Leave me be and let me work!
Ain’t had no dream to work on till lately, and it hurt somethin’ awful.
Sermon, seminar, and speaker have encouraged me to live for my dreams, set those goals, and run for the finish line. I even collected a couple of notebooks full of “how tos.” But when ya ain’t got no dream, when your daily goal is to make it home to watch “Wheel of Fortune,” and your finish line is bedtime, note pages full of instructions are just alota wasted tree bark.
But I got lit up recently. A nightlight suddenly came on and now I’m workin’ for something. Doggone it! I have my first dream, and if I can figure out where they put the finish line I might even start setting some goals!
My work might save the world. It might cure cancer. It might help stop global warming and open the door to the next millennium of progress. It has possibilities and probabilities, if the world can handle it. It is my dream, and I’m working on it every day. I am putting it together letter to word, verb to adjective, clause to phrase, capital to final period. Oh, mamma! I am a single chicken-scratched letter closer every day.
Won’t be long till I’m there, till all my critics are forced to take a step back and wonder why they doubted me. The world will change the day they acknowledge I’ve written
“The Perfect Sentence.”
The perfect sentence has nothing to do with grammar. You can analyze and diagram it, dissect its jots and tittles, and beat it to death with a red pen, but then you’d miss its purpose. My perfect sentence will turn heads, touch hearts, and change the direction of somebody who will change the way the world spins. My sentence, perfect in its logic and structure, will communicate truth and make it live!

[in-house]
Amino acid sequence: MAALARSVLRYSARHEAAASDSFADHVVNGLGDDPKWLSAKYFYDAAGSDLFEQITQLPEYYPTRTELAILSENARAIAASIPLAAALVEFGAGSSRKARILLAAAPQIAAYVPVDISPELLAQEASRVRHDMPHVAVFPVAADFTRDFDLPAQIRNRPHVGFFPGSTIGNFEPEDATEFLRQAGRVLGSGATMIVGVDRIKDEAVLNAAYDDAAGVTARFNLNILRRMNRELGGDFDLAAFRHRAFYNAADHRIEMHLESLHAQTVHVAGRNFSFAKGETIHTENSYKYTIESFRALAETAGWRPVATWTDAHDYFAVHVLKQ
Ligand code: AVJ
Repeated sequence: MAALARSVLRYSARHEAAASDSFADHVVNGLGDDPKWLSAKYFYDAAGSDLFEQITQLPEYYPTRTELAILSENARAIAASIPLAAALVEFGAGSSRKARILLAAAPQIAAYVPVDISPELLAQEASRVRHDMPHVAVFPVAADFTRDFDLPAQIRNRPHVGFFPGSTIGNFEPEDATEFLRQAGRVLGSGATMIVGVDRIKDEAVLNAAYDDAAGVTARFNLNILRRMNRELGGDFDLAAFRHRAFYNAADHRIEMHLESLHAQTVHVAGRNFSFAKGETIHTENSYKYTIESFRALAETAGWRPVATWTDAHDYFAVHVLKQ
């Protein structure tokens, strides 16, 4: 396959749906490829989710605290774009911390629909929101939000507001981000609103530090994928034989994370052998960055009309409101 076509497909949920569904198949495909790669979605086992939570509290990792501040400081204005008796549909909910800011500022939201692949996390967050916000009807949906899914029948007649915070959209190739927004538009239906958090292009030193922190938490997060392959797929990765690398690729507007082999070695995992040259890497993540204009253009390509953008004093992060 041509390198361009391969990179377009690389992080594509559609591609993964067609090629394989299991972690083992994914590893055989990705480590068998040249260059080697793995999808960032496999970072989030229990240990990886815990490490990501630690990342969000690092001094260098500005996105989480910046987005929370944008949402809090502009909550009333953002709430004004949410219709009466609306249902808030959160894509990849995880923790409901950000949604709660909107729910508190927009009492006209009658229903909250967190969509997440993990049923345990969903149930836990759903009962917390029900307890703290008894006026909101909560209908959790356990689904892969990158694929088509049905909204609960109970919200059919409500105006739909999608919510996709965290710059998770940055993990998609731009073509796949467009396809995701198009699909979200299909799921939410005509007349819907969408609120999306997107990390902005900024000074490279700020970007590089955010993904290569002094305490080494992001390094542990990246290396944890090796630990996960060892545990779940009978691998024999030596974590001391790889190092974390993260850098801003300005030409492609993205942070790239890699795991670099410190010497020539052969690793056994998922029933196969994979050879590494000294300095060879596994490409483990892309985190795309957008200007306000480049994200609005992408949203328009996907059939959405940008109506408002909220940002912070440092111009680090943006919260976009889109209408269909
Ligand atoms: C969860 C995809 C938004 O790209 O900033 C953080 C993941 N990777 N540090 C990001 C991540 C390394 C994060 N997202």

So now I’ve told you, and you’re going to be watching me, asking me, checking on me to see how my sentence is coming. But I ain’t telling’ you nothin’ until the work is done, ‘till it’s full and ready to shock you. Completion could take days or years, or I might spring it on you tomorrow, if I’m sure it’s done.
Then again you might find my perfect sentence among my things after I‘m gone. It may be scrawled on old napkin crumpled under a cigar box full of meaningless junk. It also may be hidden my Bible, folded neatly and pressed firmly between pages containing my favorite verses. If you find it you will have the pleasure and responsibility of delivering it to the world for me.
When I didn’t have a dream it hurt something’ awful. Now I have a different kind of hurt. I expect this one may be worse than the last one.
Now, go away and let me get back to work.
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